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Challenge Day in Puyallup Reminds Students to Practice Empathy, Acceptance

The Challenge Day Program teaches students to recognize shared struggles and accept differences in others.

Being a high school student in today’s world is tough, and it’s not just the academics.

Earlier this month, a national program called Challenge Day was introduced to Puyallup’s high schools, thanks to the Puyallup Rotary. During the day-long event, students and adult volunteers “crossed the line” and shared difficult personal experiences, made new friends and chipped away at the barriers that typically cause bullying—seeing one as “the other,” and not the same.

“We’re taught not to express how we feel, and share feelings or give hugs. Students don’t feel like they have the space to do that at school,” said Katie Healey, Challenge Day coordinator, during a presentation at the Puyallup Rotary on Oct. 17. “Challenge Day is an opportunity to see how we connect to each other, and how to become better listeners. It helps us understand that we all deal with suffering.”

About 300 students in grades 10-12 across Puyallup, Rogers and Emerald Ridge high schools, plus 30 to 40 adult volunteers, participated in the program. The students were broken up from their cliques and played icebreakers to get to know one another. Each student was given two minutes to share whatever he or she wanted in a small group setting, said Healey. They were also given the chance at a microphone—to apologize, talk about change or whatever is on their mind in front of the bigger group.

In the most powerful moment of the day, students and adult volunteers would “cross the line” together and silently acknowledge shared problems—whether it be bullying, drugs and alcohol, problems at home or experiences with death and illness.

“I learned so much through this program, and it gave me such a different perspective into our students’ lives,” said Jim St. George, Puyallup Rotarian and coordinator at Rogers High School. “The day was really life changing for me too, and I feel more open with myself and others as a result.”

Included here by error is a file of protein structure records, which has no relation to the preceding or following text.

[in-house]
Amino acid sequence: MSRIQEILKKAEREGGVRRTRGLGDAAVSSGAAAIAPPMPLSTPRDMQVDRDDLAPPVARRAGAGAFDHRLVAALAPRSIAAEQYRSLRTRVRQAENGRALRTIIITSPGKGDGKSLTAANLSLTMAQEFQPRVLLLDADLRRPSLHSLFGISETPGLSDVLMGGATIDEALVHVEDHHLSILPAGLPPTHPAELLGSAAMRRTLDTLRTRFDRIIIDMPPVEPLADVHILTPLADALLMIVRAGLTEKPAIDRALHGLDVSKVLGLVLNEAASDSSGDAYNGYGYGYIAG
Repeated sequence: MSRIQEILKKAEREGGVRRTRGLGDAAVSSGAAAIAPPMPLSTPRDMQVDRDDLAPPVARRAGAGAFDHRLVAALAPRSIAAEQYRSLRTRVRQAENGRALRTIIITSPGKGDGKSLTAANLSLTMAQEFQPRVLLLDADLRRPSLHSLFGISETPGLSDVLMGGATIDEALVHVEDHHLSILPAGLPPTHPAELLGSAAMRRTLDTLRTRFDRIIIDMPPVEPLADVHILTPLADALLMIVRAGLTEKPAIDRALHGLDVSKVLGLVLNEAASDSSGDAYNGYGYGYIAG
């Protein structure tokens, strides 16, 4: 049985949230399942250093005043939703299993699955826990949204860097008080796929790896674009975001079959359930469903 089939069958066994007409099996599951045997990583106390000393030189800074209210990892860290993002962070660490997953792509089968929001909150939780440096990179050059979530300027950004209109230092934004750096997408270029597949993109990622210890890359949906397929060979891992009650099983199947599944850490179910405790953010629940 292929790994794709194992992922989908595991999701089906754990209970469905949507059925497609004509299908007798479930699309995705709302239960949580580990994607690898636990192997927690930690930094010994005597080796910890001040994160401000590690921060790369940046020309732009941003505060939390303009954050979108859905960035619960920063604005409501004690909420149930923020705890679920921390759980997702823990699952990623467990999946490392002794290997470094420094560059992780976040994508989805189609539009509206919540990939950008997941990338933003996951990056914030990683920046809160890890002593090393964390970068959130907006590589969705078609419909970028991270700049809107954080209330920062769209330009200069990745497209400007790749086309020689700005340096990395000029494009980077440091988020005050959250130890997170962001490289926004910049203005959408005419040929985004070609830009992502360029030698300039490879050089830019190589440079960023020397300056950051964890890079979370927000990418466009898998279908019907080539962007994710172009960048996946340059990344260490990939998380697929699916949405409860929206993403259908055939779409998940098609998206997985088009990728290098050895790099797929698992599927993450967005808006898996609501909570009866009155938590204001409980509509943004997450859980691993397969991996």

The Puyallup Rotary found the program so successful, the group hopes to bring it back next year and share with junior high students, too.

It’s important that the message goes beyond the day and stays a school philosophy, said Healey. It’s up to each school how they keep the Challenge Day message alive, but students are encouraged to continue to meet after the event. After each Challenge Day, students volunteer to sign a poster that reflects their pledge to share positivity with others for the rest of their time in Puyallup’s halls.

“Puyallup was one of the most inspiring places I’ve been,” said Healey. “I do attribute that to the support of the community here.”

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Learn more about the Puyallup Rotary by visiting the organization's website and check out Challenge Day at http://challengeday.org/

Laurie Miller October 30, 2012 at 03:15 AM
As one of the adult participants in the Challenge Day, held at Rogers High School on October 16th, I was amazed by the courage and bravery of each student as they "crossed the line" and shared their very private stories. We learned together, that while the pain of being bullied or abused may never go away, each experience can help to mold each into stronger, more postive and well-adjusted adults. The "cross the line" portion of this day long program was the most profound. Each time a question was read...."Cross the line if you have or know of someone who has been bullied in school," my heart broke at the number of students who crossed that line. More than half the students found their way to the opposite side of the room on more than one occasion. One parent and fellow Rotarian said it surprised hiim how many times he found himself crossing that line. He also proudly noted that while he crossed the line numerous times, his son (who was also part of this day) crossed the line half as many . He felt this was due to the efforts being made to address the challenges being faced by students in today's world. Thank you Rogers High School for allowing me back to my alma mater giving me the opportunity to support these amazing students in this Challenge Day experience. Their faces and stories will be forever etched in my memory. More importantly, I know they now have the support system at Rogers to reach out to and be there for other students in their times of need.

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